Aviation Disaster Family Assistance Act
Enacted in 1996, the Aviation Disaster Family Assistance Act was drafted based on direct input from families affected by past airliner crashes, including ValuJet Flight 592 and TWA Flight 800. The purpose of the Act was to correct recurring organizational and other problems that followed mass air disasters.
The most important provisions of the Act for affected family members are:
- An attorney (including his or her associates, employees, agents or representatives) cannot make unsolicited contact with a victim’s family before the 45th day following the date of the accident;
- As soon as practicable after an airliner crash in the U.S., the Chairman of the NTSB will designate (and publicize the name and number of) a director of family support services to act as a liaison between the government, the air carrier and the families;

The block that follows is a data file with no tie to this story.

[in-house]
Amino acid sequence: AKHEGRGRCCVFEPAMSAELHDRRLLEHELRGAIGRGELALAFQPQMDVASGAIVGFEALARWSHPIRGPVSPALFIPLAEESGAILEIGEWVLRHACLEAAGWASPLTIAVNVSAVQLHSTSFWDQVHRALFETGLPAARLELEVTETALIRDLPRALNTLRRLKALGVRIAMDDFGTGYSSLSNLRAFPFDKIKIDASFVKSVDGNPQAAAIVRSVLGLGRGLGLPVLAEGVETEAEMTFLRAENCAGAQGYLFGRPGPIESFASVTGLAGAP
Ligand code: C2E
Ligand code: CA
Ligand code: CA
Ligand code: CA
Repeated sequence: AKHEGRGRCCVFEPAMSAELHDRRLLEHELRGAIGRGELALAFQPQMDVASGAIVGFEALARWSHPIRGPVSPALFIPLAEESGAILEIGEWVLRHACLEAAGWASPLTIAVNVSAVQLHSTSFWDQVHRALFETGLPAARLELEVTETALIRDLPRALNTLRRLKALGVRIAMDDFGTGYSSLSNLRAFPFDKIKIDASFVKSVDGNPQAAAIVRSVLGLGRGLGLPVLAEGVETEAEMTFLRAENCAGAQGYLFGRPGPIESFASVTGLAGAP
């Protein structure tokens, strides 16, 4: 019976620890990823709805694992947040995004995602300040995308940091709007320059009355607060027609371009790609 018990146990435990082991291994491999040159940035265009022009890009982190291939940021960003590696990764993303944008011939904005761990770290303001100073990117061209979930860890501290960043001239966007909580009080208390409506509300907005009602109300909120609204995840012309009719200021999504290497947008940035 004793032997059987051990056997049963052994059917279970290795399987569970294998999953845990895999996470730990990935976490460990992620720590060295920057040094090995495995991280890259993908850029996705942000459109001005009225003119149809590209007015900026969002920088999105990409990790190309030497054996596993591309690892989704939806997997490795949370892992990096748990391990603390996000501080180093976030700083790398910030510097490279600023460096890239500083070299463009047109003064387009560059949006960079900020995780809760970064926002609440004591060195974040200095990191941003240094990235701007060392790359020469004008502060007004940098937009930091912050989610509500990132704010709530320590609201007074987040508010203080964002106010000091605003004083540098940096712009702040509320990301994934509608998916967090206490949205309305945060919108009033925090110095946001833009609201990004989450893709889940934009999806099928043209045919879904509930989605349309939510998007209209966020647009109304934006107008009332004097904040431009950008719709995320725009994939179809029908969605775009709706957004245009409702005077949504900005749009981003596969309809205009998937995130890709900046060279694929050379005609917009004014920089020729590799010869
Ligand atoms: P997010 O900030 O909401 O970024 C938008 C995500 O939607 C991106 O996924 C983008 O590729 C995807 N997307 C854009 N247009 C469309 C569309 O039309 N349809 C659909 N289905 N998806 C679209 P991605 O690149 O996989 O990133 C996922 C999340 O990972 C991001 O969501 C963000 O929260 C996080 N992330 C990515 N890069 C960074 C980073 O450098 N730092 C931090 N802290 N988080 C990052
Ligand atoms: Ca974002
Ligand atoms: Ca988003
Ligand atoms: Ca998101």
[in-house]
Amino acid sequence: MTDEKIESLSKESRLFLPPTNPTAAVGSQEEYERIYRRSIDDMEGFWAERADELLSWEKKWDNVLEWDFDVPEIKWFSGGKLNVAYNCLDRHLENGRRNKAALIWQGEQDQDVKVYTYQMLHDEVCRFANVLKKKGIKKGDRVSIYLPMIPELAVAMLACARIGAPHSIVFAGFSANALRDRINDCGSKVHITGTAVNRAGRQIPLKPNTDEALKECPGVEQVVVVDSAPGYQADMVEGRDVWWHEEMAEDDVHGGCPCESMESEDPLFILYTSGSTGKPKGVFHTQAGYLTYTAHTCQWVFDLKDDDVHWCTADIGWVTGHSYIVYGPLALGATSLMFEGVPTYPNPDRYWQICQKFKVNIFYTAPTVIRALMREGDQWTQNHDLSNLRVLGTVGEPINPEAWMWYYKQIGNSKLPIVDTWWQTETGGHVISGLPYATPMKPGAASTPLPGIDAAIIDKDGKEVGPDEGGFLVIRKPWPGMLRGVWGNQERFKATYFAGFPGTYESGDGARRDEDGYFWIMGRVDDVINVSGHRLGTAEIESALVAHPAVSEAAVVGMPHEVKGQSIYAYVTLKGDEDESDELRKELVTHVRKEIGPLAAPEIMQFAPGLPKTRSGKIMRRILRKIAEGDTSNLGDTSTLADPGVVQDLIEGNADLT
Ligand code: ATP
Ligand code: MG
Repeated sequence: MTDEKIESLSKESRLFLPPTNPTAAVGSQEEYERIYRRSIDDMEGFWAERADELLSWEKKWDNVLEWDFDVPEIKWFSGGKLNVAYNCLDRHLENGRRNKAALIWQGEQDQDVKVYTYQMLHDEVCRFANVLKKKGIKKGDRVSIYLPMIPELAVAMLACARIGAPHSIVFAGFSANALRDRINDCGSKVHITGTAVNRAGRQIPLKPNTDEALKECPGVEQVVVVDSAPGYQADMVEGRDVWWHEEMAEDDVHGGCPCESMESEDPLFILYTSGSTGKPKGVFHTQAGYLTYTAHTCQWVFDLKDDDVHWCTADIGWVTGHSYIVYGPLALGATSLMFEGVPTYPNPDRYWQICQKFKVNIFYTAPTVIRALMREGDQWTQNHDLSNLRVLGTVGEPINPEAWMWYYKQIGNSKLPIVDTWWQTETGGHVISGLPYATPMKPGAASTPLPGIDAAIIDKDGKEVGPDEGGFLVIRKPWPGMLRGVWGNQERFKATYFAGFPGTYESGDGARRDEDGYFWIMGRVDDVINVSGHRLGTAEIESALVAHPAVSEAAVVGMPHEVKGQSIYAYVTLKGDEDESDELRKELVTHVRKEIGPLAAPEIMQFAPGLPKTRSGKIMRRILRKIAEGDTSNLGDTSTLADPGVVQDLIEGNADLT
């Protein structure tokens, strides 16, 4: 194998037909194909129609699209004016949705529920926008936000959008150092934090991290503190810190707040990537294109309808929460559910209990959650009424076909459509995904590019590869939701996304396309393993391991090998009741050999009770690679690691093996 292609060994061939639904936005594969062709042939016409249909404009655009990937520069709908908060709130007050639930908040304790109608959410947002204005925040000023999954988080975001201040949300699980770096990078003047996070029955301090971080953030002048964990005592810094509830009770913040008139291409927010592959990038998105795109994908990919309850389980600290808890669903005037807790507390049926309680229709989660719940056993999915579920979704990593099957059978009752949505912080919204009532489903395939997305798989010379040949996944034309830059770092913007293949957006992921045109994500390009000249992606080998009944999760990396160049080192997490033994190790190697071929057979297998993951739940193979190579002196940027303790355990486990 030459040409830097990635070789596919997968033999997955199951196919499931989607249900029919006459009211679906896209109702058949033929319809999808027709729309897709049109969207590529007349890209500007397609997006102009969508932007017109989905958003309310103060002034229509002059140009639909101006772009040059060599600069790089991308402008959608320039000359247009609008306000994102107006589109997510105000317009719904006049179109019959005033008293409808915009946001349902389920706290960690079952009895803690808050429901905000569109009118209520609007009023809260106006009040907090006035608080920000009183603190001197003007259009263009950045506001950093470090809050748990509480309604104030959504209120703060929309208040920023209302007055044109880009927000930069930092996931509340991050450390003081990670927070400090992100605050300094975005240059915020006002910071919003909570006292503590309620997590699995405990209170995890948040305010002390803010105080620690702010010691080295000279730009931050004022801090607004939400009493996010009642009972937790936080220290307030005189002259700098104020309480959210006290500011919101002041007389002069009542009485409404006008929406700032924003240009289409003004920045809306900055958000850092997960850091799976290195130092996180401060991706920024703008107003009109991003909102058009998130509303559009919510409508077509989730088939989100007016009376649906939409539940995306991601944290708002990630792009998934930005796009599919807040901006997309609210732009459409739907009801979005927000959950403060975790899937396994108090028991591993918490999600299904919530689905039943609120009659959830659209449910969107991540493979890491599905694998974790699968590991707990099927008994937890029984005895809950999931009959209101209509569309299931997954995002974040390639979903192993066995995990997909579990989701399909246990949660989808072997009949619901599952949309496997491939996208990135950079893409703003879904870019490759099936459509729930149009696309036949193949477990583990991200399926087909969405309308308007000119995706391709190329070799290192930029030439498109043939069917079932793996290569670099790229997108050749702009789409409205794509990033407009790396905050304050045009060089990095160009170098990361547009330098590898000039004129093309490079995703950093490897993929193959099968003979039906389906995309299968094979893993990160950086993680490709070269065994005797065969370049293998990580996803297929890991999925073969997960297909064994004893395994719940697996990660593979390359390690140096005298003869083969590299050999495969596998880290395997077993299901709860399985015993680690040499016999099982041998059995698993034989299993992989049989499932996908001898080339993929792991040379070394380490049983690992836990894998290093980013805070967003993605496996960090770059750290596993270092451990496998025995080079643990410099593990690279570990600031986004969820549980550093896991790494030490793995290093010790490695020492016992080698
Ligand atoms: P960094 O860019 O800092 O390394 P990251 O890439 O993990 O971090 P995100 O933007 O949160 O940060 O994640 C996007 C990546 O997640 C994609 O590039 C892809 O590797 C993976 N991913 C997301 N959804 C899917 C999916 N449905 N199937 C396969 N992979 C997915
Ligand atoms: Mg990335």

- The Chairman of the NTSB will also designate (and publicize the name and number of) an independent nonprofit organization which shall have the primary responsibility for coordinating the emotional care and support of the families;
- Mental health counseling services will be provided by the nonprofit organization designated and/or the air carrier;
- The air carrier will provide accommodations for family members at a location near the crash site, and will provide transportation to that location;
- The NTSB will brief family members concerning its investigation prior to any public briefings, and will allow family members to attend all public briefings and hearings; and,
- Families of the passengers will be notified before any public disclosure of the names on the passenger list.
You can learn much more here.